How does paired kidney donation work?
In paired kidney donation, patients with a non-compatible donor enroll in a registry. A specialized computer program will search for a compatible match. Two incompatible donor/recipient pairs (A and B) must be identified. The donor of pair "A" must be identified to be compatible with the recipient of pair "B." Additionally, the donor of pair "B" must be identified to be compatible with the recipient of pair "A."
An example would be if a sister wanted to give her brother a kidney but differences in blood type made it impossible. In this program, such a patient/donor pair is matched with other pairs in the same situation. These pairs can "donate" kidneys so that both patients get transplanted and both donors give kidneys.
In order to enroll in this program, the recipient must be listed through UNOS and have an eligible, non-compatible donor. Ask your kidney transplant coordinator if you are a candidate for the paired kidney donor program.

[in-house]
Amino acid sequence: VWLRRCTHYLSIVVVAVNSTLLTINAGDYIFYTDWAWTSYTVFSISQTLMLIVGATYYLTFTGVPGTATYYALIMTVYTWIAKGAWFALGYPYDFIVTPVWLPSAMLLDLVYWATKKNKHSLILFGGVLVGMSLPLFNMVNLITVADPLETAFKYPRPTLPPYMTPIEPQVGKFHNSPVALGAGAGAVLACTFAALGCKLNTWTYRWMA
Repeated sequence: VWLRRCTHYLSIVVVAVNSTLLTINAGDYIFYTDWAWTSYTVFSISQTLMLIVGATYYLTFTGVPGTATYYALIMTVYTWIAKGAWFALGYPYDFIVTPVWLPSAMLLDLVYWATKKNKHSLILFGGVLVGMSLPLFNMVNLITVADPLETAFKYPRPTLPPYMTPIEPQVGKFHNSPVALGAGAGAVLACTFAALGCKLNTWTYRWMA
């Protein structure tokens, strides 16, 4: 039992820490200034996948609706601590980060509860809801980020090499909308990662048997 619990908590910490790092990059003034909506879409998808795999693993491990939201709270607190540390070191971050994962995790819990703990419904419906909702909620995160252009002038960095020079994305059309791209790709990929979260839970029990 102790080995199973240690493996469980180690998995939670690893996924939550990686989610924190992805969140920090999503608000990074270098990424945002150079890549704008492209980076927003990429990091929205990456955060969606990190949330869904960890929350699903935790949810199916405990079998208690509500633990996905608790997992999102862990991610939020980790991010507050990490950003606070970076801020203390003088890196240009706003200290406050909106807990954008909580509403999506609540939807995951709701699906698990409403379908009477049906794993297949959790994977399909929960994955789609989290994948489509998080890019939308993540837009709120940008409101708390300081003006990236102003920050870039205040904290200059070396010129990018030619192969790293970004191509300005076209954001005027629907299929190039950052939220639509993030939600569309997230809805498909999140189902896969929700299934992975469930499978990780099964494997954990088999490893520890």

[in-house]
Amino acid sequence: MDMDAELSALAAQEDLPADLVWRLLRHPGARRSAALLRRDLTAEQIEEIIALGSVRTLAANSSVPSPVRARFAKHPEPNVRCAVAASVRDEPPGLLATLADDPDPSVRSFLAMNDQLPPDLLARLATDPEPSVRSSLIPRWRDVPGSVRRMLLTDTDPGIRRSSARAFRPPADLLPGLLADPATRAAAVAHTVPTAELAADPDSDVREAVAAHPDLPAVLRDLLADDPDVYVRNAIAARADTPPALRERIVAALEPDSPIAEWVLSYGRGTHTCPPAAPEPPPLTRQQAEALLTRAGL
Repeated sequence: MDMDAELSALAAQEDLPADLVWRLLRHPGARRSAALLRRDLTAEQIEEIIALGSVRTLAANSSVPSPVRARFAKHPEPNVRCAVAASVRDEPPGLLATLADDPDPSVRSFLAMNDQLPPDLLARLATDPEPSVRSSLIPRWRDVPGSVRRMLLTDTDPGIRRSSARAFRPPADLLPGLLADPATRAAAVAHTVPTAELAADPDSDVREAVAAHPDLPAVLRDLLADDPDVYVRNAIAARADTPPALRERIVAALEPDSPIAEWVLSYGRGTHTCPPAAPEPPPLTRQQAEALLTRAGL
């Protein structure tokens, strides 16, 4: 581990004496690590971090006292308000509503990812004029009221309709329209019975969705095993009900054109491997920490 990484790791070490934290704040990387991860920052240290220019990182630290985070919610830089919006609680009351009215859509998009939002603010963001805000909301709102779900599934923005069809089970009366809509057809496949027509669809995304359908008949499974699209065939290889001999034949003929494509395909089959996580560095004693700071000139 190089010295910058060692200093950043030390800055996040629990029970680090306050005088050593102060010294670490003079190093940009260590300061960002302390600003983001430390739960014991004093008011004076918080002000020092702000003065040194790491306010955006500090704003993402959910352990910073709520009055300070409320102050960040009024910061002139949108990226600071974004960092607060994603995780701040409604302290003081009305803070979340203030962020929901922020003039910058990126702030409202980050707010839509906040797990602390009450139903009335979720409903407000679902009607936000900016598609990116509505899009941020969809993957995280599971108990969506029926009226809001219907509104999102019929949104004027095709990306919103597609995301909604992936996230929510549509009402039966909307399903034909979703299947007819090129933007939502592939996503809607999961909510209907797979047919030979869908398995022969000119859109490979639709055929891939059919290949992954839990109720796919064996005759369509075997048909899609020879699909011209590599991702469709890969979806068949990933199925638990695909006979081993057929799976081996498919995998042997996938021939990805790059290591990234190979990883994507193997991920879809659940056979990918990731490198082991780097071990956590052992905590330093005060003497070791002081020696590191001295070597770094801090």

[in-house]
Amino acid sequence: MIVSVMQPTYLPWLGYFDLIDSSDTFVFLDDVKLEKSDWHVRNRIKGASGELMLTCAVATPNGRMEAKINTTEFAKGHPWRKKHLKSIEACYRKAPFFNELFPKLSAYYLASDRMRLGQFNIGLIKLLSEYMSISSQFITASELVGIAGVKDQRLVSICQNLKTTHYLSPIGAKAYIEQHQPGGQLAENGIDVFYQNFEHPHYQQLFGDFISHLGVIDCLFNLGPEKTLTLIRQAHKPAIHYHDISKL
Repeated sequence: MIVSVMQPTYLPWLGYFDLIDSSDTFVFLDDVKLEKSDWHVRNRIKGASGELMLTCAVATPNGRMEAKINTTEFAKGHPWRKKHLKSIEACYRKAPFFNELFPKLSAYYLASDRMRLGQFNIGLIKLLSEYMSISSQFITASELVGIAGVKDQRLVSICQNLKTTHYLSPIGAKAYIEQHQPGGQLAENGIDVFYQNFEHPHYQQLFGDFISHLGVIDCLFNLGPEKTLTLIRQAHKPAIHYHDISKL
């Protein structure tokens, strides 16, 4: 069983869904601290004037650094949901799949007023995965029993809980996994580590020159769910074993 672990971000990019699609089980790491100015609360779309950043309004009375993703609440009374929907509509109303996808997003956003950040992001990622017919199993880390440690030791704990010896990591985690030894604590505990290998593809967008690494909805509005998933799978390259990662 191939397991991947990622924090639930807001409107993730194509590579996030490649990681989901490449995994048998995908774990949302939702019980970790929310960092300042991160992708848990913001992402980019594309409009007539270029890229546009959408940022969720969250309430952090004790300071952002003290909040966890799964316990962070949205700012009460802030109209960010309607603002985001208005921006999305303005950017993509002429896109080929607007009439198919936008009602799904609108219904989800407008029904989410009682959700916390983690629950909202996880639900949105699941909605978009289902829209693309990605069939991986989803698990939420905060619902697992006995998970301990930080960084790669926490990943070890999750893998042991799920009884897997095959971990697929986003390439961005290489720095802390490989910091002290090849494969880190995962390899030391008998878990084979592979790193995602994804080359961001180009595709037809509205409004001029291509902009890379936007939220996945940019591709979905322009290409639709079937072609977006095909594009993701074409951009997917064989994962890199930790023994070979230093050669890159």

Baylor Scott & White Health transplant programs
In North Texas, Baylor University Medical Center, part of Baylor Scott & White Health, in Dallas has one of the busiest multi-specialty organ transplant systems in the world—the Baylor Annette C. and Harold C. Simmons Transplant Institute.
Baylor Scott & White All Saints Medical Center – Fort Worth is an internationally renowned destination for transplant care and one of the largest in the nation.
Based at Baylor Scott & White Medical Center - Temple in Central Texas, our organ transplant teams focus on providing personalized care in a supportive, collaborative environment. Our patient-focused approach to transplant care in Temple makes you part of the team as we work together to help you live a longer, healthier life.
Teams of physicians, nurses and assistants travel to outreach clinics throughout Texas to deliver world-renowned transplantation medicine to an expanding network of communities. Both initial organ transplant evaluation and post-transplant follow-up appointments are available.